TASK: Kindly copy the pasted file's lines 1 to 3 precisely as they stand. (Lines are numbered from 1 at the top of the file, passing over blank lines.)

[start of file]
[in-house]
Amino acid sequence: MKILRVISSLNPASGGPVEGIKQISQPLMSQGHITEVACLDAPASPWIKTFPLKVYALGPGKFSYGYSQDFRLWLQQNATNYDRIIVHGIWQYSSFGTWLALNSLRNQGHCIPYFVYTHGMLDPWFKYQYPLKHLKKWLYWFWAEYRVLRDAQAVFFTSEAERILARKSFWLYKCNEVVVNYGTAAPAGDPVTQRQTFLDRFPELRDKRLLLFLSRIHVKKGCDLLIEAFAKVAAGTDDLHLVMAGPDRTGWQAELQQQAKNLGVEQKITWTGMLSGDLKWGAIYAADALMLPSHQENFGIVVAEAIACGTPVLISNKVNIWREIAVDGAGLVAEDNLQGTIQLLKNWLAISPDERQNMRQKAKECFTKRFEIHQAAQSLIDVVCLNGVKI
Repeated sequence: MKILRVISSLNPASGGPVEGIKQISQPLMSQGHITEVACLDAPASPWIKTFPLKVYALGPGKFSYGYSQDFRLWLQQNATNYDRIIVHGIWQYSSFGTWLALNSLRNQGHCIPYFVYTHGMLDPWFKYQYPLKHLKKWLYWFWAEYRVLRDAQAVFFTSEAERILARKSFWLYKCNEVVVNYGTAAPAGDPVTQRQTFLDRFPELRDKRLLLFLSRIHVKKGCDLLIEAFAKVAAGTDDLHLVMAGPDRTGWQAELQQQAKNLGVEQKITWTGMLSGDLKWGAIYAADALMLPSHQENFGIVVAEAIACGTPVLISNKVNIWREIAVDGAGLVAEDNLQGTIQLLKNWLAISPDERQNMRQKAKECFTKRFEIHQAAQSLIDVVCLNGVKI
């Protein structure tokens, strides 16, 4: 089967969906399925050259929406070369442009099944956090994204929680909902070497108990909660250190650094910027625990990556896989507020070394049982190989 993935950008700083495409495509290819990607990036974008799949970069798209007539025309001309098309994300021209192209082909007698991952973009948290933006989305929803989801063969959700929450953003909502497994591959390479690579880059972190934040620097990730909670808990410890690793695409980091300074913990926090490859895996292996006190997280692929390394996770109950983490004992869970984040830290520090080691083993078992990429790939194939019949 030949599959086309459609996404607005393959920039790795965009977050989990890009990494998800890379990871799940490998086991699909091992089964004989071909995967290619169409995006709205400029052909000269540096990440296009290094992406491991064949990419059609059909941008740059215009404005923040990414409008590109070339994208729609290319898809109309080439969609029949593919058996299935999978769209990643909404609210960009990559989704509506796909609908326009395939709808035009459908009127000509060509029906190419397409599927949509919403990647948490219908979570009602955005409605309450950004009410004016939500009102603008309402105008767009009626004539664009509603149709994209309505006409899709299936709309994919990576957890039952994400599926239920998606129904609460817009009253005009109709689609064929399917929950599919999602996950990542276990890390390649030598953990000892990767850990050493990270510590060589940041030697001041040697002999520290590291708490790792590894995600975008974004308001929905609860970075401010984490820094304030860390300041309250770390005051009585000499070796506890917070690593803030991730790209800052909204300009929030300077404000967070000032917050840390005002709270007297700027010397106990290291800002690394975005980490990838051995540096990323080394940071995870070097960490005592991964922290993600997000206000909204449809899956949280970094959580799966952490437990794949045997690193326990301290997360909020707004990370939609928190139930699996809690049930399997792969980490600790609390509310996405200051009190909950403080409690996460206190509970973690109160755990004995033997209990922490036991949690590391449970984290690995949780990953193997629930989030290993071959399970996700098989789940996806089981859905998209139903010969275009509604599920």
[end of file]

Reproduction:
[in-house]
Amino acid sequence: MKILRVISSLNPASGGPVEGIKQISQPLMSQGHITEVACLDAPASPWIKTFPLKVYALGPGKFSYGYSQDFRLWLQQNATNYDRIIVHGIWQYSSFGTWLALNSLRNQGHCIPYFVYTHGMLDPWFKYQYPLKHLKKWLYWFWAEYRVLRDAQAVFFTSEAERILARKSFWLYKCNEVVVNYGTAAPAGDPVTQRQTFLDRFPELRDKRLLLFLSRIHVKKGCDLLIEAFAKVAAGTDDLHLVMAGPDRTGWQAELQQQAKNLGVEQKITWTGMLSGDLKWGAIYAADALMLPSHQENFGIVVAEAIACGTPVLISNKVNIWREIAVDGAGLVAEDNLQGTIQLLKNWLAISPDERQNMRQKAKECFTKRFEIHQAAQSLIDVVCLNGVKI
Repeated sequence: MKILRVISSLNPASGGPVEGIKQISQPLMSQGHITEVACLDAPASPWIKTFPLKVYALGPGKFSYGYSQDFRLWLQQNATNYDRIIVHGIWQYSSFGTWLALNSLRNQGHCIPYFVYTHGMLDPWFKYQYPLKHLKKWLYWFWAEYRVLRDAQAVFFTSEAERILARKSFWLYKCNEVVVNYGTAAPAGDPVTQRQTFLDRFPELRDKRLLLFLSRIHVKKGCDLLIEAFAKVAAGTDDLHLVMAGPDRTGWQAELQQQAKNLGVEQKITWTGMLSGDLKWGAIYAADALMLPSHQENFGIVVAEAIACGTPVLISNKVNIWREIAVDGAGLVAEDNLQGTIQLLKNWLAISPDERQNMRQKAKECFTKRFEIHQAAQSLIDVVCLNGVKI